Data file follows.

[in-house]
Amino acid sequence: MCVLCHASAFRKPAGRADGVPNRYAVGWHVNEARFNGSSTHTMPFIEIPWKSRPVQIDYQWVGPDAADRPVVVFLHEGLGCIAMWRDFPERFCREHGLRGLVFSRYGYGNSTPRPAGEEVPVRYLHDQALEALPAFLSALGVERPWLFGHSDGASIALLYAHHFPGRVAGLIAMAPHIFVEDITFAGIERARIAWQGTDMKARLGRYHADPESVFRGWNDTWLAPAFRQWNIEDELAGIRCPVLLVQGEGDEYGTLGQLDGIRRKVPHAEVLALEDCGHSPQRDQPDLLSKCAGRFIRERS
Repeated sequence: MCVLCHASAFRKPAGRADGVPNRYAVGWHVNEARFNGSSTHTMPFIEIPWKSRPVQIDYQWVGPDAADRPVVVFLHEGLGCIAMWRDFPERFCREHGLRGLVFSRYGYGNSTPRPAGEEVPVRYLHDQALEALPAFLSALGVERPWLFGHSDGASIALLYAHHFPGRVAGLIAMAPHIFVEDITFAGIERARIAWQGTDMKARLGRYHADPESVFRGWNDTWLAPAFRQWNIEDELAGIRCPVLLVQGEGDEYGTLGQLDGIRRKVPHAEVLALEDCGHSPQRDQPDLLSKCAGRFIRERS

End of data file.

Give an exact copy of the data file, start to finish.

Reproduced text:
[in-house]
Amino acid sequence: MCVLCHASAFRKPAGRADGVPNRYAVGWHVNEARFNGSSTHTMPFIEIPWKSRPVQIDYQWVGPDAADRPVVVFLHEGLGCIAMWRDFPERFCREHGLRGLVFSRYGYGNSTPRPAGEEVPVRYLHDQALEALPAFLSALGVERPWLFGHSDGASIALLYAHHFPGRVAGLIAMAPHIFVEDITFAGIERARIAWQGTDMKARLGRYHADPESVFRGWNDTWLAPAFRQWNIEDELAGIRCPVLLVQGEGDEYGTLGQLDGIRRKVPHAEVLALEDCGHSPQRDQPDLLSKCAGRFIRERS
Repeated sequence: MCVLCHASAFRKPAGRADGVPNRYAVGWHVNEARFNGSSTHTMPFIEIPWKSRPVQIDYQWVGPDAADRPVVVFLHEGLGCIAMWRDFPERFCREHGLRGLVFSRYGYGNSTPRPAGEEVPVRYLHDQALEALPAFLSALGVERPWLFGHSDGASIALLYAHHFPGRVAGLIAMAPHIFVEDITFAGIERARIAWQGTDMKARLGRYHADPESVFRGWNDTWLAPAFRQWNIEDELAGIRCPVLLVQGEGDEYGTLGQLDGIRRKVPHAEVLALEDCGHSPQRDQPDLLSKCAGRFIRERS